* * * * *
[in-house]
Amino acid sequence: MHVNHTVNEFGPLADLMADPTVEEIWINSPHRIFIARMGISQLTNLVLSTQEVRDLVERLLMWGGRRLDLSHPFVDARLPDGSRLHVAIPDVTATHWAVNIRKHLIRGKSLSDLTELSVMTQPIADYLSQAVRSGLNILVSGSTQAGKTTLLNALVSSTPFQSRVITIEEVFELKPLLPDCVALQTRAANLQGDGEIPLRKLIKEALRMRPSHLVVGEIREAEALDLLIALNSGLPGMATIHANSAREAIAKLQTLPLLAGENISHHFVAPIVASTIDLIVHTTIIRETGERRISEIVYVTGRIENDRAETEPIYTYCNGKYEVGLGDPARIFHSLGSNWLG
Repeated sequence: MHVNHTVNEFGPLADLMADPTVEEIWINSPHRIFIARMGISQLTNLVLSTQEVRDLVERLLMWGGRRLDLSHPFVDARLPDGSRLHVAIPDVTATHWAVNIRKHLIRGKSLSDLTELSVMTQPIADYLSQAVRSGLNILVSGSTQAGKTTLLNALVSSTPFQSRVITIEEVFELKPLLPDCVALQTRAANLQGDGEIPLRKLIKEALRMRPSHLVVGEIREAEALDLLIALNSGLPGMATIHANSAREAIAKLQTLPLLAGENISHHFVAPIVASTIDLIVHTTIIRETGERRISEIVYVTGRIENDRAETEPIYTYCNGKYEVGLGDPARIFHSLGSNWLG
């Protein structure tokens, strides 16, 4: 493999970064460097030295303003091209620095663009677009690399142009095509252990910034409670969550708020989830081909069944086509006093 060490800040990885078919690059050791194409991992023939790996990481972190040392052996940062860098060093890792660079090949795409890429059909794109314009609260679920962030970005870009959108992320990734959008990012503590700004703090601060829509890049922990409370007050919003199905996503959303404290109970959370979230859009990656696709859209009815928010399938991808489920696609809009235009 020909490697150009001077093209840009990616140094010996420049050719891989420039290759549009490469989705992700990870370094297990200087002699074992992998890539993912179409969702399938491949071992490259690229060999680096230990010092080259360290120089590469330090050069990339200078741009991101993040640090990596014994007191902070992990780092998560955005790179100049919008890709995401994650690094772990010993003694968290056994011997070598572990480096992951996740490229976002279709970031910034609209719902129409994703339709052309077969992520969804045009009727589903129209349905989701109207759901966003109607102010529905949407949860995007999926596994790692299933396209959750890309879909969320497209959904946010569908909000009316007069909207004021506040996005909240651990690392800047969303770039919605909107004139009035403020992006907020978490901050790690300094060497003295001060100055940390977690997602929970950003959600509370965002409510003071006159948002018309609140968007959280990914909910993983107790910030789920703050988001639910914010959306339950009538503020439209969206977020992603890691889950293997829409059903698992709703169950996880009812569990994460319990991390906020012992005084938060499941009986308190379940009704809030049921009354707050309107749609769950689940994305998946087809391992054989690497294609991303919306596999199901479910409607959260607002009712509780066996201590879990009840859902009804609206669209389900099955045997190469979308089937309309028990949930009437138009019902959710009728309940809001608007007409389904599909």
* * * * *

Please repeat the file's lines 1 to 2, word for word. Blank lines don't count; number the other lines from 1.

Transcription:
[in-house]
Amino acid sequence: MHVNHTVNEFGPLADLMADPTVEEIWINSPHRIFIARMGISQLTNLVLSTQEVRDLVERLLMWGGRRLDLSHPFVDARLPDGSRLHVAIPDVTATHWAVNIRKHLIRGKSLSDLTELSVMTQPIADYLSQAVRSGLNILVSGSTQAGKTTLLNALVSSTPFQSRVITIEEVFELKPLLPDCVALQTRAANLQGDGEIPLRKLIKEALRMRPSHLVVGEIREAEALDLLIALNSGLPGMATIHANSAREAIAKLQTLPLLAGENISHHFVAPIVASTIDLIVHTTIIRETGERRISEIVYVTGRIENDRAETEPIYTYCNGKYEVGLGDPARIFHSLGSNWLG